Open Access

Bounded solutions for the nonlinear wave equation

Boundary Value Problems20132013:257

https://doi.org/10.1186/1687-2770-2013-257

Received: 27 June 2013

Accepted: 25 October 2013

Published: 25 November 2013

Abstract

We investigate the number of periodic weak solutions for the wave equation with nonlinearity decaying at the origin. We get a theorem which shows the existence of a bounded weak solution for this problem. We obtain this result by approaching the variational method and applying the critical point theory for the indefinite functional induced from the invariant subspaces and the invariant functional.

MSC:35L05, 35L70.

Keywords

wave equation critical point theory invariant function invariant subspace ( P . S . ) c condition eigenvalue problem

1 Introduction and statement of the main result

Let g ( x , t , u ) be a C 1 function from [ 0 , π ] × R × R to R and T-periodic in t. In this paper we are concerned with the number of weak periodic solutions of the following wave equation with boundary and periodic conditions:
u t t u x x = g ( x , t , u ) , u ( 0 , t ) = u ( π , t ) = 0 , u ( x , t + T ) = u ( x , t ) , u t ( x , 0 ) = u t ( x , T ) x [ 0 , π ] ,
(1.1)
where T is a rational multiple of π. We assume that g satisfies the following conditions:
  1. (g1)

    g C 1 ( [ 0 , π ] × R × R , R ) is T-periodic in t,

     
  2. (g2)

    g ( x , t , 0 ) = 0 , g ( x , t , ξ ) = o ( | ξ | ) uniformly with respect to x [ 0 , π ] and t R ,

     
  3. (g3)

    there exists C > 0 such that | g ( x , t , ξ ) | < C x [ 0 , π ] , t R , ξ R .

     

Nonlinear problem of this type has been considered by many authors (cf. [15]).

The purpose of this paper is to show the existence of T-periodic weak solutions of problem (1.1).

Our main result is as follows.

Theorem 1.1 Assume that g satisfies (g1)-(g3). Then problem (1.1) has at least one bounded solution.

For the proof of our main result, we approach the variational method and apply the critical point theory induced from the invariant subspaces and the invariant functional. The outline of the proof of Theorem 1.1 is as follows. In Section 2, we introduce two Banach spaces H and E of functions satisfying some symmetry properties, stable by A ( A u = u t t u x x ), g such that the intersection of H with the kernel of A is reduced to 0. The search of a solution of problem (1.1) in the space H reduces the problem to a situation where A 1 is a compact operator. In Section 3, we introduce a functional I defined on E whose critical points and weak solutions of (1.1) possess one-to-one correspondence. We prove that I C 1 ( E , R ) and satisfies the Palais-Smale condition. By a critical point theorem for indefinite functionals (cf. [6]), we prove that there exists at least one solution of (1.1) which is bounded, and we prove Theorem 1.1.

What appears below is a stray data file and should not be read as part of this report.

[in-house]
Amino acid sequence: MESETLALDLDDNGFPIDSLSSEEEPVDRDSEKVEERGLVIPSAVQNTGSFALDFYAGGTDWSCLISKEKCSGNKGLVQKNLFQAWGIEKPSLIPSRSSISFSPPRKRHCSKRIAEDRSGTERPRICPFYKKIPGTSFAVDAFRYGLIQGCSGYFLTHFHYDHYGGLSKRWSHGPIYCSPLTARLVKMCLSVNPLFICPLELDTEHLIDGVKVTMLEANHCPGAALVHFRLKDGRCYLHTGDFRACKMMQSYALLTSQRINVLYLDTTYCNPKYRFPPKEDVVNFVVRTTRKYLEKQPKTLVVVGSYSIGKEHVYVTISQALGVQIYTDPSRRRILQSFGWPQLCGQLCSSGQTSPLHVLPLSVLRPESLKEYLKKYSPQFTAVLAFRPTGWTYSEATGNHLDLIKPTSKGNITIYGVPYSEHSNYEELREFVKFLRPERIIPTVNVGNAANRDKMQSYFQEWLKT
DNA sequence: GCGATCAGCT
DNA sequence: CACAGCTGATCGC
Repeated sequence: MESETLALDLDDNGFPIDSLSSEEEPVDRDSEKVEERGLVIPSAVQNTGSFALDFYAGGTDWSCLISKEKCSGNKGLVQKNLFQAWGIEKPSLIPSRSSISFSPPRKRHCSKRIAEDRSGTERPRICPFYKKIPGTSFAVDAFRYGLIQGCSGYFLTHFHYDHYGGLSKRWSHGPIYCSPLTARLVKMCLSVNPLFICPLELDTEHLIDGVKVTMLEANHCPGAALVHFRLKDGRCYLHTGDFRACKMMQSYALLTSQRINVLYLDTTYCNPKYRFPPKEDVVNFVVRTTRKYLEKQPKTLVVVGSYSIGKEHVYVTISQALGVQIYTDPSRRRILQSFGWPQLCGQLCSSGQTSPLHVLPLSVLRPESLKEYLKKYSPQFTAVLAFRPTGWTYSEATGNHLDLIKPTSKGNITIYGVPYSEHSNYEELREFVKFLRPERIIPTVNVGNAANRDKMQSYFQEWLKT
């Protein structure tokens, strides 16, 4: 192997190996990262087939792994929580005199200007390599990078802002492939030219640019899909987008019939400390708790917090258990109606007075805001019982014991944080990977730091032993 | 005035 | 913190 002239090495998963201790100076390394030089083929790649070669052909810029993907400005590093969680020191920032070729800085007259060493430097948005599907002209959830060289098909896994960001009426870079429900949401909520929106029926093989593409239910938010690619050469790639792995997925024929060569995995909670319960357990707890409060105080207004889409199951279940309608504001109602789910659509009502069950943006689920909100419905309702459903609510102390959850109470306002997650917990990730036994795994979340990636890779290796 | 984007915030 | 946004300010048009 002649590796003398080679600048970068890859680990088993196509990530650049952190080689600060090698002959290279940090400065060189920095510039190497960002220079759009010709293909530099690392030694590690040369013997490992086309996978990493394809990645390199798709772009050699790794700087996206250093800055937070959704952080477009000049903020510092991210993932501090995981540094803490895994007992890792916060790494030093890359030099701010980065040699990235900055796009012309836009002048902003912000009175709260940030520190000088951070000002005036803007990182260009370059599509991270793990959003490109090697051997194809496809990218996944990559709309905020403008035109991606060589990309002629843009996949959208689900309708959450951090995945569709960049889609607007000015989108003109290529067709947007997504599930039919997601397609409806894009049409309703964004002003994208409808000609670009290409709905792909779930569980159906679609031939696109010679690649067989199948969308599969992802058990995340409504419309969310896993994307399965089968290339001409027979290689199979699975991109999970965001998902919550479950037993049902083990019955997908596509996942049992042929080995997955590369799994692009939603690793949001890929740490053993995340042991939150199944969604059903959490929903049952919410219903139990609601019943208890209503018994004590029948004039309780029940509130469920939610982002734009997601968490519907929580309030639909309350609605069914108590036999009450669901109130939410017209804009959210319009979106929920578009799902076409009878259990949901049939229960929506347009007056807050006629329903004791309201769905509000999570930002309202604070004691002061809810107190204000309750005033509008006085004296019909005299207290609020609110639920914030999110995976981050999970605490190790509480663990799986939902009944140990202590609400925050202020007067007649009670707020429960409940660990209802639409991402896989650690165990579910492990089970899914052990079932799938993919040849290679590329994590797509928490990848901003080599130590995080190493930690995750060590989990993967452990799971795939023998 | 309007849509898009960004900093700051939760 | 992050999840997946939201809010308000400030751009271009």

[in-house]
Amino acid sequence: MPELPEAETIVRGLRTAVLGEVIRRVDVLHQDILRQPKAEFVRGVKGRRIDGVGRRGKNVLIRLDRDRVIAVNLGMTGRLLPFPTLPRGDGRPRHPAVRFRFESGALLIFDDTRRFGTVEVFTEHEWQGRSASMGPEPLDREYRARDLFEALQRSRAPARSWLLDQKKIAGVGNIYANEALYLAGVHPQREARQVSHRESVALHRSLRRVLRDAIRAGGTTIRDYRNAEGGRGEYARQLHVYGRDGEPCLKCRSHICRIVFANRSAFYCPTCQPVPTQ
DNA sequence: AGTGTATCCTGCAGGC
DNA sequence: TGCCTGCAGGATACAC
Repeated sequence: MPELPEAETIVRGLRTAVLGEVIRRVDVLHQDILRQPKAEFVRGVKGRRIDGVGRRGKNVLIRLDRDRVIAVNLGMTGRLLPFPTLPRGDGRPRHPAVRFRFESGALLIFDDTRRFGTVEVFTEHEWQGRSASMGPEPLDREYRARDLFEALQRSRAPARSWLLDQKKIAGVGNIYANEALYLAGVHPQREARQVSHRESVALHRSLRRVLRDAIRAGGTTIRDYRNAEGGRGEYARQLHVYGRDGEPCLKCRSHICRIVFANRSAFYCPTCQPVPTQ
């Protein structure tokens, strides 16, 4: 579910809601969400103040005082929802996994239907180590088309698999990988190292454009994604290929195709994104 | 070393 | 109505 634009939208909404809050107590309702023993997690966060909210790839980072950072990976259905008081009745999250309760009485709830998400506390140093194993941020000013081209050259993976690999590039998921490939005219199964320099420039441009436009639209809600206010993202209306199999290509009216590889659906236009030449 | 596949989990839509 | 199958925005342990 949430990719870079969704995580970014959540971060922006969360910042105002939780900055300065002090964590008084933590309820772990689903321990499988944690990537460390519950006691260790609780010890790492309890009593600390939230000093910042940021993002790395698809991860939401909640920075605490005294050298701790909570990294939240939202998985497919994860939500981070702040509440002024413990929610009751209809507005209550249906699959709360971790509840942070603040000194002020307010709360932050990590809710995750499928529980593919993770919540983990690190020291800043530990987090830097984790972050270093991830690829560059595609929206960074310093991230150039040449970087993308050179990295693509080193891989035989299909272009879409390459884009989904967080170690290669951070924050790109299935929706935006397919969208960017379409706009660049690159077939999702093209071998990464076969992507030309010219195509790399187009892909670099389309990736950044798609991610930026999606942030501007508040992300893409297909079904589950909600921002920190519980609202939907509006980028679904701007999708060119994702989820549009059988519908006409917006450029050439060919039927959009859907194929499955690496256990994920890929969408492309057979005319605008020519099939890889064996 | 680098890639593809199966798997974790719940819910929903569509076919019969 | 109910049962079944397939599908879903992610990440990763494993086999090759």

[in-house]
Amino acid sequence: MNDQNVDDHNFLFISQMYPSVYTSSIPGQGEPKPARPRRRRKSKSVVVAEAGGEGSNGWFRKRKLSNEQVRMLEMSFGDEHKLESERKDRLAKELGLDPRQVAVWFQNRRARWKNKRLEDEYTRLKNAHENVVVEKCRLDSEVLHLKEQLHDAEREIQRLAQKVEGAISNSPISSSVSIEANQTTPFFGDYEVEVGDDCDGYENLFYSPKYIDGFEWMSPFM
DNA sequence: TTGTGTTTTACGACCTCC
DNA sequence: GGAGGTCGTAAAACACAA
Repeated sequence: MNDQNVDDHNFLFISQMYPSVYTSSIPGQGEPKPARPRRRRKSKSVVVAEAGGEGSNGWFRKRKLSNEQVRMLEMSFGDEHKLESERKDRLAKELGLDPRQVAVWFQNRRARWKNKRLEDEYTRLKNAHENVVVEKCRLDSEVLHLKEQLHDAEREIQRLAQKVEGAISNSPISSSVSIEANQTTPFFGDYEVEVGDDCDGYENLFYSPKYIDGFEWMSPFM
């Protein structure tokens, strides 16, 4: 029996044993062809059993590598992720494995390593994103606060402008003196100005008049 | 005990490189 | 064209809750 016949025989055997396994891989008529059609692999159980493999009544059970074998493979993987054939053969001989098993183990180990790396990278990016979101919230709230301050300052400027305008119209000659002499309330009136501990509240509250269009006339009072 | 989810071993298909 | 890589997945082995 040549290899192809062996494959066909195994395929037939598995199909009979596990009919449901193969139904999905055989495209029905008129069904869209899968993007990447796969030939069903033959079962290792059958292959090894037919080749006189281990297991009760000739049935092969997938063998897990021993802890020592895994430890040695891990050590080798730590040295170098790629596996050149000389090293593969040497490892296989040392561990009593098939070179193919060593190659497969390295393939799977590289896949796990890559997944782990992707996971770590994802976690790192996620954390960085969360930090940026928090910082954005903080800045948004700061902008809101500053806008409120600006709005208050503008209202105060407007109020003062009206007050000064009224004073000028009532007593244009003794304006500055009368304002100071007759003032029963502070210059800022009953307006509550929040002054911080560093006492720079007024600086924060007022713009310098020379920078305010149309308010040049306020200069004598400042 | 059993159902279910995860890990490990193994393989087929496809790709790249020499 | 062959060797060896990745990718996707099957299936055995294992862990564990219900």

2 Invariant Banach space

Let Ω = ( 0 , π ) × ( 0 , T ) ; T is a rational multiple of π
T = 2 π b a ,
where a and b are coprime integers. Let A be the operator defined by
D ( A ) = { u C 2 ( Ω ¯ ) | u ( 0 , t ) = u ( π , t ) = 0 t [ 0 , T ] , D ( A ) = { u C 2 ( Ω ¯ ) | u ( x , 0 ) = u ( x , T ) x [ 0 , π ] , D ( A ) = { u C 2 ( Ω ¯ ) | u t ( x , 0 ) = u t ( x , T ) x [ 0 , π ] } , A u = u t t u x x .
Let A be the adjoint of A in L 2 ( Ω ) . We investigate the weak solutions of
A u = g ( x , t , u ) .
We note that the eigenvalues of A are λ j k = j 2 ( 2 π k T ) 2 , j = 1 , 2 , and k = 0 , 1 , 2 ,  , and the corresponding eigenfunctions are
sin j x sin 2 π k t T and sin j x cos 2 π k t T .
We also note that the set of functions sin j x sin 2 π k t T , sin j x cos 2 π k t T is an orthogonal base for L 2 ( Ω ) . Let u be a function of L 2 ( Ω ) . Then there exists one and only one function of L 2 ( [ 0 , π ] × R ) which is T-periodic in t and equals u on Ω. We shall denote this function by u. Let us denote an element u, in L 2 ( Ω ) , by
u = j > 0 , k u j k sin j x exp i k a b t
with
u j , k = u ¯ j , k .
We assume that b is even and a is odd. Let H be the closed subspace of L 2 ( Ω ) defined by
H = { u L 2 ( Ω ) | u ( x , t ) = u ( x , t + T 2 )  a.e.  x ( 0 , π ) , t R } .
Then H is invariant under shift: Let h H and τ be a real number. If v ( x , t ) = u ( x , t + τ ) , then v H . H is invariant under g: Let u H such that g ( u ) L 2 ( Ω ) . Then g ( u ) H . Let u ˜ ( x , t ) = u ( x , t + T 2 ) . Then
u = j > 0 , k u j k ( 1 ) k sin j x exp i k a b t .
Therefore